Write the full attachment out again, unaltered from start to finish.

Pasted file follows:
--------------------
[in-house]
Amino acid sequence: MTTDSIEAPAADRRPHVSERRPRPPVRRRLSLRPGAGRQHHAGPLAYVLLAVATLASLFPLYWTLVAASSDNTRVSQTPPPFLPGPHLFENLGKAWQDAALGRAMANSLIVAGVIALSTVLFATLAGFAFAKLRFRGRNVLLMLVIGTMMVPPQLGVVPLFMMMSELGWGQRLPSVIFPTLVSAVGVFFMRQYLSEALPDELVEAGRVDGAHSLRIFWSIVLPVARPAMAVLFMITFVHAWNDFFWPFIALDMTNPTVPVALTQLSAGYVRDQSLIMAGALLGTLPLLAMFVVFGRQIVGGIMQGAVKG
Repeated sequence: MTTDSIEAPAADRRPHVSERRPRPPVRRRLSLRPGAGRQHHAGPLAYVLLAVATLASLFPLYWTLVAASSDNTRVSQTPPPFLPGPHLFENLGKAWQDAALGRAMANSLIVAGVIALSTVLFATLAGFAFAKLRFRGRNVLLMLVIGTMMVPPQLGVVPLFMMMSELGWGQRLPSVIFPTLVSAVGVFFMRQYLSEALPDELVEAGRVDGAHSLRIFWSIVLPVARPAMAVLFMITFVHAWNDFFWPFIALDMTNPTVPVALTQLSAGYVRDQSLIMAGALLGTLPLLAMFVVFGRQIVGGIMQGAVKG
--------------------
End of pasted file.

[in-house]
Amino acid sequence: MTTDSIEAPAADRRPHVSERRPRPPVRRRLSLRPGAGRQHHAGPLAYVLLAVATLASLFPLYWTLVAASSDNTRVSQTPPPFLPGPHLFENLGKAWQDAALGRAMANSLIVAGVIALSTVLFATLAGFAFAKLRFRGRNVLLMLVIGTMMVPPQLGVVPLFMMMSELGWGQRLPSVIFPTLVSAVGVFFMRQYLSEALPDELVEAGRVDGAHSLRIFWSIVLPVARPAMAVLFMITFVHAWNDFFWPFIALDMTNPTVPVALTQLSAGYVRDQSLIMAGALLGTLPLLAMFVVFGRQIVGGIMQGAVKG
Repeated sequence: MTTDSIEAPAADRRPHVSERRPRPPVRRRLSLRPGAGRQHHAGPLAYVLLAVATLASLFPLYWTLVAASSDNTRVSQTPPPFLPGPHLFENLGKAWQDAALGRAMANSLIVAGVIALSTVLFATLAGFAFAKLRFRGRNVLLMLVIGTMMVPPQLGVVPLFMMMSELGWGQRLPSVIFPTLVSAVGVFFMRQYLSEALPDELVEAGRVDGAHSLRIFWSIVLPVARPAMAVLFMITFVHAWNDFFWPFIALDMTNPTVPVALTQLSAGYVRDQSLIMAGALLGTLPLLAMFVVFGRQIVGGIMQGAVKG